Genetic modification (GM) technology can offer solutions so that farmers can more efficiently grow crops with less environmental impact. Despite many GM crops being developed in Europe, none of them have reached European farmers. This is largely due to the procedure of getting GMOs approved. While it is sensible that we ask ourselves whether there are safety questions in relation to the use of new technologies, politicians should also ask themselves what the consequences are of not deploying those new methods. Here is an interview with Piet van der Meer: formerly responsible for GMO biosafety regulation in the Netherlands and currently an independent consultant and guest-professor at the Ghent University and the Vrije Universiteit Brussel.
Since the first scientific publications about recombinant DNA in the early 70s, GMOs have been a hot topic. In the major UN Conference on Environment and Development (the Earth Summit in 1992), the world community outlined an overall policy towards modern biotechnology, which can be summarised as ‘Maximising Benefits and Minimising Risks’.
Since the mid-80s, countries have been establishing biosafety regulations making GMOs subject to risk assessments. For the EU, the current regulatory system for biosafety is a combination of Directives on contained use (e.g. laboratory) and release of GMOs (e.g. field trials and placing on the market), and several Regulations, such as a Regulation for GM Food and Feed.
It seems that the short-term interests of politicians are interfering with long-term views on sustainable agriculture in Europe and the potential benefits of GM technology to contribute to that.
Van der Meer comments: “Over the last few years, many countries have been reviewing their regulatory systems for biosafety. The conclusion that many people – me included - draw with regard to the EU product approval system for GMOs is that it does not function as it was designed, because in many cases decisions were not taken within the legal time frames and not based on the legal criteria. One frequently quoted cause for this is the changed attitude towards modern biotechnology. It seems that the short-term interests of politicians are interfering with long-term views on sustainable agriculture in Europe and the potential benefits of GM technology to contribute to that.”
New breeding techniques - What's in a name?
Another question that has arisen during the review of regulatory systems is: to what extent are organisms developed through ‘New Breeding Techniques’ covered by the current regulatory system? Van der Meer: “There is actually too much in that name, because the term New Plant Breeding Techniques is used to refer to a range of different techniques, some of which are not new and some of which are not breeding. For a meaningful debate it is better to be more specific, e.g. genome editing, which is a technique that allows for very precisely targeted changes in the genome.”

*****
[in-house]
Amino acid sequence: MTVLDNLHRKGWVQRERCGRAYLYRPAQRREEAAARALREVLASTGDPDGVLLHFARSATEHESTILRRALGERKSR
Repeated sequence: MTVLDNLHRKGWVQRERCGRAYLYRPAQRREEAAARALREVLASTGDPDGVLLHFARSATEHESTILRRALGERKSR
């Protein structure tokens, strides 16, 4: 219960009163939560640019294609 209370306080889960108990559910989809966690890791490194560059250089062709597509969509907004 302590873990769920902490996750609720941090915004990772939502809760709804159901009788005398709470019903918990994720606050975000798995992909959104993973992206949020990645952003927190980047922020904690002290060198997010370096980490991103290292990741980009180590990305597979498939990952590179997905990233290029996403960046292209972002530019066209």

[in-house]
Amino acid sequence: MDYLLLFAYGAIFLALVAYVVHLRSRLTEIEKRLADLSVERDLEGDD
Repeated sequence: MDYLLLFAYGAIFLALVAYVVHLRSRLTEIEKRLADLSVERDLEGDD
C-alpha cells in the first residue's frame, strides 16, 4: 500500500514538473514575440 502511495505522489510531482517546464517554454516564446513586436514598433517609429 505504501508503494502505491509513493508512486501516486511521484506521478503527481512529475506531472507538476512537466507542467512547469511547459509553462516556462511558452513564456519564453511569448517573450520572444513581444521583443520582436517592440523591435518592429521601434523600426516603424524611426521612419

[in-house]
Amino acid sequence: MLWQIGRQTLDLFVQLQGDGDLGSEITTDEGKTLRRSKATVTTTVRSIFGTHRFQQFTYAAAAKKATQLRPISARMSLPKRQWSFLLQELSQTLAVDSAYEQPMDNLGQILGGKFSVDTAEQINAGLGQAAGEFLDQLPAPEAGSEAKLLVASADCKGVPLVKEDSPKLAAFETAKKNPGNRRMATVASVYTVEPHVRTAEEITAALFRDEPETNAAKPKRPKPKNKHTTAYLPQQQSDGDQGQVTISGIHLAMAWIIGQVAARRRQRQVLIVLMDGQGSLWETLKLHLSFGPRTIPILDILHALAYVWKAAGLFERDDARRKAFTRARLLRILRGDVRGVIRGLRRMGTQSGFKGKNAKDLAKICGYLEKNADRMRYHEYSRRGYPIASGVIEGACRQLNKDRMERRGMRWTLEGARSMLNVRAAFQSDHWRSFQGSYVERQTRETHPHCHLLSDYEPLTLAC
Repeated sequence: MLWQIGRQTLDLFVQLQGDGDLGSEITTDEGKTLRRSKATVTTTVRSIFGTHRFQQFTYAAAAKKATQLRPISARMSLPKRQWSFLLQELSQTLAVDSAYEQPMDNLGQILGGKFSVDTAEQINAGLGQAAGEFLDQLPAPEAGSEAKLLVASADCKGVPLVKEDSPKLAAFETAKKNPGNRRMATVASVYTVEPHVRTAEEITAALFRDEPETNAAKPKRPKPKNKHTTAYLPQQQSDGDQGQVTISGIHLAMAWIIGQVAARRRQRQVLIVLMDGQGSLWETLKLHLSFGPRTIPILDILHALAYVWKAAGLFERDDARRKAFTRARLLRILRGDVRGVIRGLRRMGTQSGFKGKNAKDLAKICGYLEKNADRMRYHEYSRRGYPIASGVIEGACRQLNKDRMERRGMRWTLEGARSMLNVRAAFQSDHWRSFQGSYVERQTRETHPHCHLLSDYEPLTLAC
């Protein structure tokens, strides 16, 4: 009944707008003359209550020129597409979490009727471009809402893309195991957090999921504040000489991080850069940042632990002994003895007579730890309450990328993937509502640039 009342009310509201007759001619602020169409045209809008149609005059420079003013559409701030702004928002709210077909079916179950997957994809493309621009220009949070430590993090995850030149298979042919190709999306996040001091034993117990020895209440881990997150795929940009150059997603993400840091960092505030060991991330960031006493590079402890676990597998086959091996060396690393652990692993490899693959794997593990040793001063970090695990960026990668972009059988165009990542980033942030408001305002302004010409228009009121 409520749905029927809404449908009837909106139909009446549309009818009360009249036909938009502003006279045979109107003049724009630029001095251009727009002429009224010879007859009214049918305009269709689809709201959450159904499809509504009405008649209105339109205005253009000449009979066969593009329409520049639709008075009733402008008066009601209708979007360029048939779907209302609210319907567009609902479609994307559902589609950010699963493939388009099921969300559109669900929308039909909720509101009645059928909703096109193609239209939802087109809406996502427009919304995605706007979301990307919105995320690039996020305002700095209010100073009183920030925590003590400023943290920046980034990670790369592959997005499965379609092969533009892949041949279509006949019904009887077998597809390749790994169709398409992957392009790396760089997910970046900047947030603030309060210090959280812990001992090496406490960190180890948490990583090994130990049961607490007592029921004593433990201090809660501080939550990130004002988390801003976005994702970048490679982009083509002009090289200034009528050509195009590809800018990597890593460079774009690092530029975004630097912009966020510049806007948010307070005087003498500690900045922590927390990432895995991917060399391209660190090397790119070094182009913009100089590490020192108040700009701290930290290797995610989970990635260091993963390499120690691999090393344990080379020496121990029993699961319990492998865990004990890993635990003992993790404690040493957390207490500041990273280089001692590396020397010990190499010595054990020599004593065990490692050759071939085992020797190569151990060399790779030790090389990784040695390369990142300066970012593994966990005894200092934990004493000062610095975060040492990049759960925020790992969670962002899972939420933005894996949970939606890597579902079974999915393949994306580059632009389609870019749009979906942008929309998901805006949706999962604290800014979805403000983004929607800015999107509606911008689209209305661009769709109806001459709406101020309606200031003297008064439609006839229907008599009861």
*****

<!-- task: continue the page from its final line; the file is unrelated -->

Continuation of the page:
Read more about genome editing techniques such as CRISPR-CAS being used to more efficiently culture plants in the article "Dupont pioneer's next generation of waxy corn shows the green side of CRISPR-CAS"
GMOs are regulated because they contain novel genetic combinations, not because the technique is considered intrinsically dangerous.
One of the big debates at this point is: which organisms that have been developed through genome editing fall under the GMO biosafety regulations? Van der Meer explains: “Not every use of a molecular technique results in a GMO. If genome editing is used to introduce a novel genetic combination that goes beyond what can be achieved through mating or natural recombination, then the resulting organism is a GMO. However, genome editing can also be used to develop something that could also be obtained with conventional crossing or natural recombination. Once it is established whether an organism is a GMO, then the next question is whether that GMO falls under Annex IB of the GMO Directive. This directive defines which GMOs are exempt, e.g. certain GMOs developed through mutagenesis or cell fusion. These exemptions have been subject to quite some discussion and should be clarified.” A French court requested the European Court of Justice last year to give a preliminary ruling on this exemptions for mutagenesis in relation to organisms developed through genome editing. Van der Meer: “The ECJ ruling is expected later this year, but a recently issued opinion of the Advocat General provides a good analysis and points in the right direction”.